Opinion 16-37

March 16, 2016


Digest:         Subject to certain limits, a full-time judge may enter an option/purchase agreement for his/her screenplay.


Rules:          22 NYCRR 100.2; 100.2(A); 100.2(C); 100.3(B)(8); 100.4(A)(1)-(3); 100.4(B); 100.4(D)(3); 100.4(H)(1); 100.4(H)(2); 100.4(I); Opinions 15-182; 14-67; 09-192/09-231; 09-182; 08-25; 06-135; 06-105; 05-149; 01-86; 99-145; 89-22.


         A full-time judge wrote a screenplay about his/her childhood and prior career in a private law practice. The screenplay does not discuss his/her judicial or extra-judicial activities. A producer offered to pay the judge for option rights to the screenplay. The judge asks if he/she may enter an option/purchase agreement permitting the producer to promote the screenplay with an intent to adapt it into a feature film or television series. If the option is exercised and the screenplay is produced as a film or television series, the judge would receive writer’s fees, co-executive producer compensation, and royalties. The judge says the production will be “a corporate entity providing me with an equity stake,” although the judge expects his/her actual participation to be “passive,” despite the payment category and title “co-executive producer.”

         A judge must always avoid even the appearance of impropriety (see 22 NYCRR 100.2), act to promote public confidence in the judiciary’s integrity and impartiality (see 22 NYCRR 100.2[A]) and may not lend the prestige of judicial office advance his/her or another’s private interests (see 22 NYCRR 100.2[C]). A judge may engage in extra-judicial activities that do not (1) cast reasonable doubt on the judge’s capacity to act impartially as a judge; (2) detract from the dignity of judicial office; or (3) interfere with the proper performance of judicial duties and are not incompatible with judicial office (see 22 NYCRR 100.4[A][1]-[3]). Such permissible extra-judicial activities include writing, subject to other provisions of the Rules Governing Judicial Conduct (see 22 NYCRR 100.4[B]).

         For example, a judge may not publicly comment on “a pending or impending proceeding in any court within the United States or its territories” (see 22 NYCRR 100.3[B][8]), and a full-time judge must not serve as “an officer, director, manager, general partner, advisor, employee or other active participant of any business entity” unless a specific exception applies (22 NYCRR 100.4[D][3]). A full–time judge may receive compensation for engaging in permissible extra-judicial activities “if the source of the payments does not give the appearance of influencing the judge’s performance of the judicial duties or otherwise give the appearance of impropriety” (22 NYCRR 100.4[H][1]) but must report “the date, place and nature of any activity for which the judge received compensation in excess of $150, and the name of the payor and the amount of compensation so received” as provided by the Rules (see 22 NYCRR 100.4[H][2] [report “shall be made at least annually and shall be filed as a public document in the office of the clerk of the court on which the judge serves”]).

         This Committee previously advised that a judge may engage a publisher or marketing firm to act as intermediary to sell his/her works of fiction, or to sell his/her art work on commission (see Opinions 09-192/09-231; 06-105; 99-145). While a judge may authorize another person or entity to promote his/her fiction writing and may permit such work to be made into a commercial television series (see Opinion 15-182), a full-time judge may not actively participate in any business enterprise, including in a commercial television series (see 22 NYCRR 100.4[D][3]; Opinions 15-182; 05-149).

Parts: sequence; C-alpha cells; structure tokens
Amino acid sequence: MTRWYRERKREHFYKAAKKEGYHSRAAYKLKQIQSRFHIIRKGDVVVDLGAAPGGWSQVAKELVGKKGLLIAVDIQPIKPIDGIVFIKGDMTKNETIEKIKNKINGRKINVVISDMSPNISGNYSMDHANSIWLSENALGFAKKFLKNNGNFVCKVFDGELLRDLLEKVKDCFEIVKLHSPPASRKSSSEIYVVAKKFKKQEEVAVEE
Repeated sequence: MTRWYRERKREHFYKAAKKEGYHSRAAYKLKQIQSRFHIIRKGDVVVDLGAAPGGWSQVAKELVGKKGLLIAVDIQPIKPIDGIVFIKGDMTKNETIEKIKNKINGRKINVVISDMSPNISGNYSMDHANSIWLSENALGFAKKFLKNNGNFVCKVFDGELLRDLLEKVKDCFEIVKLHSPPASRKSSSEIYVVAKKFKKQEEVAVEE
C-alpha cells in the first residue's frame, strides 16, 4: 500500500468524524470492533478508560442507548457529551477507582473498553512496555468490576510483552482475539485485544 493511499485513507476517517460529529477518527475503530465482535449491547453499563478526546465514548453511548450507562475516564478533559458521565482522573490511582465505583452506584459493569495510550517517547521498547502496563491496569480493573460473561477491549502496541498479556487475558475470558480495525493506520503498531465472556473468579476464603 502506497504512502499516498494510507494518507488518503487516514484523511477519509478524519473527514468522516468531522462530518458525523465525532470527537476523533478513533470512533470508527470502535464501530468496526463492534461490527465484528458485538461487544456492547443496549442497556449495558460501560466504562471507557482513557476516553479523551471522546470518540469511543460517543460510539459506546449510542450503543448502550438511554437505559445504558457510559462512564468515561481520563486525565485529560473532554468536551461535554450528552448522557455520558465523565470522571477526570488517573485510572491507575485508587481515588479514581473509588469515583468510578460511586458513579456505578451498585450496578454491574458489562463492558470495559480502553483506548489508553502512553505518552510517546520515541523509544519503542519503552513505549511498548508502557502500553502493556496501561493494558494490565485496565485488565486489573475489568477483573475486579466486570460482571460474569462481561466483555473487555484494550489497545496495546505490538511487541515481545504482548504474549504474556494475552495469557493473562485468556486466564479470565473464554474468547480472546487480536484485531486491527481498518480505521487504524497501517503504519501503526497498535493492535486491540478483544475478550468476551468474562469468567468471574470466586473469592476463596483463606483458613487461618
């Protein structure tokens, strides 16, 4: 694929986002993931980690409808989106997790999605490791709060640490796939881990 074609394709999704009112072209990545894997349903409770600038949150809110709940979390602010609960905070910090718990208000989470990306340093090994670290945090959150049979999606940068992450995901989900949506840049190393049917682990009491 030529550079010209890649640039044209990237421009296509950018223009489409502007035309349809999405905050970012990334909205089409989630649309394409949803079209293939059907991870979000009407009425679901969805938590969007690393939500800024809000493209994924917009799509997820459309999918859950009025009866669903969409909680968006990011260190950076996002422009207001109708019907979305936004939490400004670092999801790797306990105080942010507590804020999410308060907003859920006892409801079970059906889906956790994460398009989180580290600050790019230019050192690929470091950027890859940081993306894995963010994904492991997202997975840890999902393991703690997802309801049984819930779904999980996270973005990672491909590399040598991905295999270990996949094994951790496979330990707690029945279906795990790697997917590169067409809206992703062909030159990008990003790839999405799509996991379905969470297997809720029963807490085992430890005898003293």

For example, a full-time judge may not participate in a commercial television show by being interviewed on camera, hosting the show, or serving as a paid or unpaid consultant (see Opinions 15-182; 09-182; 08-25; 01-86; 89-22). By contrast, a full-time judge may acquire a limited partnership interest in an entity created to manage and invest the capital contributions of the general and limited partners, where the judge’s role, as a limited partner, is “passive and restricted to making financial investment contributions to the partnership” (Opinion 06-135). Also, a judge must not permit his/her judicial position to be exploited in promoting the published work (see Opinions 06-105; 99-145).

         This full-time judge has no intention to personally promote the screenplay and anticipates his/her role will be entirely passive. Provided the judge’s role is indeed passive, both during the marketing of the screenplay and, if the option is exercised, during the production stages, he/she may enter into an option/purchase agreement permitting a producer to promote his/her screenplay and its adaptation into a television series or feature film (see 22 NYCRR 100.4[D][3]; Opinion 06-135 [noting that a full-time judge “may not actively partake in the operation of the partnership and in investment decisions”]). As for the proposed pay as “co-executive producer,” the Committee has previously noted that the term “executive producer” does not have a precise meaning in the entertainment world and found no per se objection to a judge’s use of that term in connection with the production of a music CD (see Opinion 05-149). Here, too, the title “co-executive producer,” without more, does not render the judge’s participation impermissible. If the judge’s compensation exceeds $150, the judge must report it (see 22 NYCRR 100.4[H][2]).1


         1 To the extent the compensation meets the Part 40 reporting threshold, the judge should also contact the Unified Court System’s Ethics Commission for guidance on whether and how to include it on the judge’s annual statement of disclosure (see Opinion 14-67; 22 NYCRR 100.4[I]; contact: Ethics Commission: 1-212-428-2899).